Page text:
Insurance Fraud Investigation Discovers More Sinister Motives in Vermont Murder Case
According to Andrew G. Simpson of Claims Journal, last month, 28-year-old Nathan Carman of Vermont has been charged with attempting to defraud his boat insurance company, and with murder charges in the deaths of his own grandfather and mother in a heinous plan to obtain inheritance money.
Here are some key points and a timeline in the case as highlighted by Claims Journal, citing the indictment and the US Attorney’s Office for Vermont:
“Carman is alleged to have shot his grandfather, John Chakalos, in December 2013 in order to access his $550,000 inheritance from the estate of his grandfather, who made millions in real estate.”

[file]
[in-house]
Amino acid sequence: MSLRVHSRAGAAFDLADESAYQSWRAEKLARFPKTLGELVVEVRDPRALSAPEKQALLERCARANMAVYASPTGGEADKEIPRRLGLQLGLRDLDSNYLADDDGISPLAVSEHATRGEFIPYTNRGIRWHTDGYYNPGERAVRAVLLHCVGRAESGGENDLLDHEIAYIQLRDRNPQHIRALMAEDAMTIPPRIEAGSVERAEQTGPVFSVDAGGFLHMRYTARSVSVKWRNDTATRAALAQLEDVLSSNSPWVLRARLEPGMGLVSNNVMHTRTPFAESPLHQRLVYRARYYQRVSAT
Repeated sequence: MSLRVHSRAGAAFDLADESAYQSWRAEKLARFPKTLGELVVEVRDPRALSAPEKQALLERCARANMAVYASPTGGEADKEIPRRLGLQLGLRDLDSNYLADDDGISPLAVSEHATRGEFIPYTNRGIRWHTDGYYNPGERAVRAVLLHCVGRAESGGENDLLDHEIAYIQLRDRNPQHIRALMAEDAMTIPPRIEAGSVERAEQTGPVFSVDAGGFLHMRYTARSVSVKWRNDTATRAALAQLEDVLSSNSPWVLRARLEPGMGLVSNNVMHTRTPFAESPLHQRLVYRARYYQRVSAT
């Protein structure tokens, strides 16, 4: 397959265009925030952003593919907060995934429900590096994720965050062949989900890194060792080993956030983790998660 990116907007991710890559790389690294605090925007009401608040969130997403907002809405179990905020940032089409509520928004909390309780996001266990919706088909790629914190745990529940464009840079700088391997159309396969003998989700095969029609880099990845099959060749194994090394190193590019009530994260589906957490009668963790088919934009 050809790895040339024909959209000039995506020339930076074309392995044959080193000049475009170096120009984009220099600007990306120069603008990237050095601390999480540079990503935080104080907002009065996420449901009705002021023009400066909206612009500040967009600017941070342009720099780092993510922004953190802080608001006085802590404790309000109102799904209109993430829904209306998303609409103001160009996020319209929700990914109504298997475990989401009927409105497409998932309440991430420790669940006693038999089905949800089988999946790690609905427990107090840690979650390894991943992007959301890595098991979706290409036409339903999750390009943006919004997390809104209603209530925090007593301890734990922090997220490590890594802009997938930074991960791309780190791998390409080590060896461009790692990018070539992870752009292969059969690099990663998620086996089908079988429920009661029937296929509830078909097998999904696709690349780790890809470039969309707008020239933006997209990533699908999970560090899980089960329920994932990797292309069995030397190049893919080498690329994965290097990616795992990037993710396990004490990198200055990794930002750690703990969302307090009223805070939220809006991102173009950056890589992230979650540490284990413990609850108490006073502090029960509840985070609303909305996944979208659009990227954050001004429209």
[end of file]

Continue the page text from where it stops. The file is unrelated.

“About three years later, when he was low on funds, Carman arranged for the death of Linda Carman, his own mother and one of Chakalos’s four daughters…”
“The indictment alleges Carman killed his mother to gain her inheritance from his grandfather, an amount court documents indicate could be as much as $7 million. He also schemed to fraudulently obtain $85,000 from his boat insurance company…”
“Carman took his mother on a fishing trip in waters off Rhode Island in a boat named Chicken Pox, a vessel which he admits he had modified prior to the trip in several ways, including removing two forward bulkheads, removing trim tabs from the transom of the hull and improperly repairing several large holes.”
“After leaving the marina, Carman killed his mother and eventually sank the Chicken Pox, according to the indictment. He turned up alive a week later on a life raft. His mother has never been found.”
“After he was rescued, prosecutors say he made false statements to the Coast Guard, law enforcement investigating, and others about what happened to his mother and about what occurred on the Chicken Pox.”
As always, Carman is presumed innocent until proven guilty.
Full story can be found here.